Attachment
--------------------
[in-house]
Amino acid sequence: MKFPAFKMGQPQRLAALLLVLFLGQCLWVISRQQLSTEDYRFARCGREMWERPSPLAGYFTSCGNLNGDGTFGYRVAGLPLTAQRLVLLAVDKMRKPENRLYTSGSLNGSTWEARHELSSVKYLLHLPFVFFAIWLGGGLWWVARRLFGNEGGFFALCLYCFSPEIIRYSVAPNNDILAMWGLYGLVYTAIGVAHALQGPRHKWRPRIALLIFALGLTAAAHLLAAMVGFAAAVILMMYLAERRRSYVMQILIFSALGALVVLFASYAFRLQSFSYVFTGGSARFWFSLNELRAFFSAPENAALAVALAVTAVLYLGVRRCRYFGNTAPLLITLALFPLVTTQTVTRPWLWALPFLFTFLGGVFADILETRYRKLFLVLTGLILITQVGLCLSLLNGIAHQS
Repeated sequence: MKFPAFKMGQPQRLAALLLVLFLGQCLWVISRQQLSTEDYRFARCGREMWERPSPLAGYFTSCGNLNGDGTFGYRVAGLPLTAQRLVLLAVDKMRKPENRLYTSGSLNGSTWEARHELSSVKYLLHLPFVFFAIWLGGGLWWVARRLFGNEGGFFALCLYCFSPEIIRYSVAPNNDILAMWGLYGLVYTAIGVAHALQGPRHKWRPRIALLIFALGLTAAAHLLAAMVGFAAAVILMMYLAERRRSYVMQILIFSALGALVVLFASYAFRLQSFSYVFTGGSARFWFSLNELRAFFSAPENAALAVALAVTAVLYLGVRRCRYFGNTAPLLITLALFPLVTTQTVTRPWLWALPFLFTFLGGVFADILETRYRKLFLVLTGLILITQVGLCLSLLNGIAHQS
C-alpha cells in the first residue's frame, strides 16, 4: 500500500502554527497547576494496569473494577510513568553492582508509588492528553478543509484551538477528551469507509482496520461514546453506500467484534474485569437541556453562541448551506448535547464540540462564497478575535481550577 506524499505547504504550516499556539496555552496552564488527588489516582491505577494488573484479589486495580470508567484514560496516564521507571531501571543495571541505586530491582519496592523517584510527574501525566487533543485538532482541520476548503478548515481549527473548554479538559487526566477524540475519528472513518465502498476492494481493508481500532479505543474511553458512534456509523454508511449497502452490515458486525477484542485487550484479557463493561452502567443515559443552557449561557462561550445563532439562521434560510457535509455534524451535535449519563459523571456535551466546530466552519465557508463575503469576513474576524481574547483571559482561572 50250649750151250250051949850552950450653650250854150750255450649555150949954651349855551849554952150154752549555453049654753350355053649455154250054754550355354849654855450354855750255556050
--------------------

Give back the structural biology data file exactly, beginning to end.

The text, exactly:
[in-house]
Amino acid sequence: MKFPAFKMGQPQRLAALLLVLFLGQCLWVISRQQLSTEDYRFARCGREMWERPSPLAGYFTSCGNLNGDGTFGYRVAGLPLTAQRLVLLAVDKMRKPENRLYTSGSLNGSTWEARHELSSVKYLLHLPFVFFAIWLGGGLWWVARRLFGNEGGFFALCLYCFSPEIIRYSVAPNNDILAMWGLYGLVYTAIGVAHALQGPRHKWRPRIALLIFALGLTAAAHLLAAMVGFAAAVILMMYLAERRRSYVMQILIFSALGALVVLFASYAFRLQSFSYVFTGGSARFWFSLNELRAFFSAPENAALAVALAVTAVLYLGVRRCRYFGNTAPLLITLALFPLVTTQTVTRPWLWALPFLFTFLGGVFADILETRYRKLFLVLTGLILITQVGLCLSLLNGIAHQS
Repeated sequence: MKFPAFKMGQPQRLAALLLVLFLGQCLWVISRQQLSTEDYRFARCGREMWERPSPLAGYFTSCGNLNGDGTFGYRVAGLPLTAQRLVLLAVDKMRKPENRLYTSGSLNGSTWEARHELSSVKYLLHLPFVFFAIWLGGGLWWVARRLFGNEGGFFALCLYCFSPEIIRYSVAPNNDILAMWGLYGLVYTAIGVAHALQGPRHKWRPRIALLIFALGLTAAAHLLAAMVGFAAAVILMMYLAERRRSYVMQILIFSALGALVVLFASYAFRLQSFSYVFTGGSARFWFSLNELRAFFSAPENAALAVALAVTAVLYLGVRRCRYFGNTAPLLITLALFPLVTTQTVTRPWLWALPFLFTFLGGVFADILETRYRKLFLVLTGLILITQVGLCLSLLNGIAHQS
C-alpha cells in the first residue's frame, strides 16, 4: 500500500502554527497547576494496569473494577510513568553492582508509588492528553478543509484551538477528551469507509482496520461514546453506500467484534474485569437541556453562541448551506448535547464540540462564497478575535481550577 506524499505547504504550516499556539496555552496552564488527588489516582491505577494488573484479589486495580470508567484514560496516564521507571531501571543495571541505586530491582519496592523517584510527574501525566487533543485538532482541520476548503478548515481549527473548554479538559487526566477524540475519528472513518465502498476492494481493508481500532479505543474511553458512534456509523454508511449497502452490515458486525477484542485487550484479557463493561452502567443515559443552557449561557462561550445563532439562521434560510457535509455534524451535535449519563459523571456535551466546530466552519465557508463575503469576513474576524481574547483571559482561572 50250649750151250250051949850552950450653650250854150750255450649555150949954651349855551849554952150154752549555453049654753350355053649455154250054754550355354849654855450354855750255556050